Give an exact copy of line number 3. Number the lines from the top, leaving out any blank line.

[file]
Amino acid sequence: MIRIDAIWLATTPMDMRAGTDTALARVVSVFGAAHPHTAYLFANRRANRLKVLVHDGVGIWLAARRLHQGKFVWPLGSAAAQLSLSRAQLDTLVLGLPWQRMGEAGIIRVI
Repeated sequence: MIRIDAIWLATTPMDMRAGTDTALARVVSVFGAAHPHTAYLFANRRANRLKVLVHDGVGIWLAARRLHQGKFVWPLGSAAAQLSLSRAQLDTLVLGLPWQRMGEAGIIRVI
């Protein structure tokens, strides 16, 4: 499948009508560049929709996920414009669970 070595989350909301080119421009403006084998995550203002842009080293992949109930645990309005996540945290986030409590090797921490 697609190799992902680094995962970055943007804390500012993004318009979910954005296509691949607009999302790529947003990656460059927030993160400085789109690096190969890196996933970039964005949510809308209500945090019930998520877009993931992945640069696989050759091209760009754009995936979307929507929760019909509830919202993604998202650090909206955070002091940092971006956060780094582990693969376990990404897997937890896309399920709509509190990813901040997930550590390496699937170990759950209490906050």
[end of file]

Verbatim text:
């Protein structure tokens, strides 16, 4: 499948009508560049929709996920414009669970 070595989350909301080119421009403006084998995550203002842009080293992949109930645990309005996540945290986030409590090797921490 697609190799992902680094995962970055943007804390500012993004318009979910954005296509691949607009999302790529947003990656460059927030993160400085789109690096190969890196996933970039964005949510809308209500945090019930998520877009993931992945640069696989050759091209760009754009995936979307929507929760019909509830919202993604998202650090909206955070002091940092971006956060780094582990693969376990990404897997937890896309399920709509509190990813901040997930550590390496699937170990759950209490906050």